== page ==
The new Peugeot 5008 is an excellent family vehicle, and it’s well equipped with all the latest safety features. One of these is the anti-lock braking system or ABS, but many drivers are unsure how this safety braking feature works. In this article, we will examine ABS in detail and explain how this safety feature works in practice out on our roads.
The History of Braking
Only a scant thirty years ago if you had to brake hard to avoid a road traffic accident you had to undergo a terrifying experience. The driving skills of the driver would be tested to the utmost as they attempted to keep the car under control while braking at the same time. These types of situations occurred very quickly often as a result of a child or animal dashing into the road at the last second. This type of braking was known as threshold braking, the driver had to brake as hard as they could, but avoid pressing down too hard to avoid locking up the steering wheel and losing control entirely. Many drivers attempting this type of braking would end up in a slide and a crash that could be very dangerous for everyone in the car at the time. A variant of this was known as cadence braking; this was when the driver had to pump the brakes to maintain control on a slippery road surface. The introduction of ABS has made these types of braking obsolete, and now the car will help the driver to brake safely.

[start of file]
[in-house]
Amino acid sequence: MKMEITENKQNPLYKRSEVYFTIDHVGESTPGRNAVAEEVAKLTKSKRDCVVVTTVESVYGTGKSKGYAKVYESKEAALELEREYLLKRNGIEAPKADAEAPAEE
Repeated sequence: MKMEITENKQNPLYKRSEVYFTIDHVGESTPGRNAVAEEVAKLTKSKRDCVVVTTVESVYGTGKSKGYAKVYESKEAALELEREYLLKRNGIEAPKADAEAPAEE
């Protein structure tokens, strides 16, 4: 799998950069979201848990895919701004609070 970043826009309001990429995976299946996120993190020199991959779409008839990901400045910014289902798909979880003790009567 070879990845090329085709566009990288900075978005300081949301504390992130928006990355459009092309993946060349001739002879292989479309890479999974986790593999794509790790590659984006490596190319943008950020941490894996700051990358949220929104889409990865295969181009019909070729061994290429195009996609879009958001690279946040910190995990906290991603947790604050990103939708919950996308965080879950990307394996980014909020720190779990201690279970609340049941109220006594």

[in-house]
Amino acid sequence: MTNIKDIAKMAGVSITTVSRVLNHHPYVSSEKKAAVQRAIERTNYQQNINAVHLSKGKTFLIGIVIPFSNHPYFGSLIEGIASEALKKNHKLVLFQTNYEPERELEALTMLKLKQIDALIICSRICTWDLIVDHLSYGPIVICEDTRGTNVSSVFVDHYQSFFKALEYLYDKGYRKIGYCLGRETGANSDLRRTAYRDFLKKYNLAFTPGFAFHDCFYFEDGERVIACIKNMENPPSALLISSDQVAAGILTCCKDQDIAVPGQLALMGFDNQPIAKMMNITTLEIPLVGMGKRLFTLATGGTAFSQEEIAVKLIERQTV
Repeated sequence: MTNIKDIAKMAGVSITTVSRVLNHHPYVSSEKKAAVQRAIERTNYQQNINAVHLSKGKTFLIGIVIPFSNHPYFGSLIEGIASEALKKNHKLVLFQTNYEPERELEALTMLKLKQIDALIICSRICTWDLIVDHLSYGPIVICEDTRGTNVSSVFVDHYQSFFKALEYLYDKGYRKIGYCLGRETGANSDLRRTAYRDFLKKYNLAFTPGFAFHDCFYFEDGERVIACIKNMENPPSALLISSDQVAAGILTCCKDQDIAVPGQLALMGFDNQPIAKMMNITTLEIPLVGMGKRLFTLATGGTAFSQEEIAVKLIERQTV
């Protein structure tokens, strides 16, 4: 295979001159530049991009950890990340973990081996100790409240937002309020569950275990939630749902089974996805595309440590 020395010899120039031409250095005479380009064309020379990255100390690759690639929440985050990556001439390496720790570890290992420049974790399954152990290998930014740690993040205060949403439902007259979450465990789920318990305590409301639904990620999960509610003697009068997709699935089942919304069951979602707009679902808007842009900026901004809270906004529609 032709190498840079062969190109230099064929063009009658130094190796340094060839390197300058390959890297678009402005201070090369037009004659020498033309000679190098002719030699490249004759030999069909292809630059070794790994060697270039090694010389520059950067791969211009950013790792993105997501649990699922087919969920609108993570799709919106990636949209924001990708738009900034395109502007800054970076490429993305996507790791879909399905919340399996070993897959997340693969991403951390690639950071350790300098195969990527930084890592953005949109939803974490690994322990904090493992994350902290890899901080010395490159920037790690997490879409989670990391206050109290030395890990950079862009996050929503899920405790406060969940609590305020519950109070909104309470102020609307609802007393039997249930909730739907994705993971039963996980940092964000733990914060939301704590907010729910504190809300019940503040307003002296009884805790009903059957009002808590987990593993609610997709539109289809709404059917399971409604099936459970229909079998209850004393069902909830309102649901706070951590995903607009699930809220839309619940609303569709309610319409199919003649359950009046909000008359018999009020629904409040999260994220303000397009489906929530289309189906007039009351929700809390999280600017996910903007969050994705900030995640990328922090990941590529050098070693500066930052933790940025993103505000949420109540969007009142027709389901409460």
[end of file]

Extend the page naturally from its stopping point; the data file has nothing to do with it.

What is ABS?
The new Peugeot 5008 price is a fantastic value proposition when you see the sheer amount of tech and safety equipment that’s fitted as standard. This includes ABS, but what does this acronym actually stand for? The true name for ABS is Anti-lock Braking System, or it’s sometimes referred to as ABS brakes depending on the specific car manufacturer.
This ABS technology is constantly evolving and improving, but it essentially works the same now as it did when it was first released. The ABS will detect the individual speeds of each wheel, and this will enable it to know which wheels are in motion and which wheels are still. Essentially, the car will know which wheels are locked, and those wheels will no longer be of any use in stopping the car during an emergency braking situation. Then the ABS will release the braking pressure on the locked wheel and rapidly reapply the pressure on and off until the wheel is unlocked and the c. When the ABS is working, the driver may experience a shuddering sensation as the ABS attempts to reassert control over the locked wheel.
How Does ABS Work?
A tone ring is attached to each wheel, and a magnetic sensor is used to collect speed data. All of this information is passed up to an electronic unit that manages the entire ABS. When the system detects a locked wheel, the affected wheels brake calipers are activated automatically.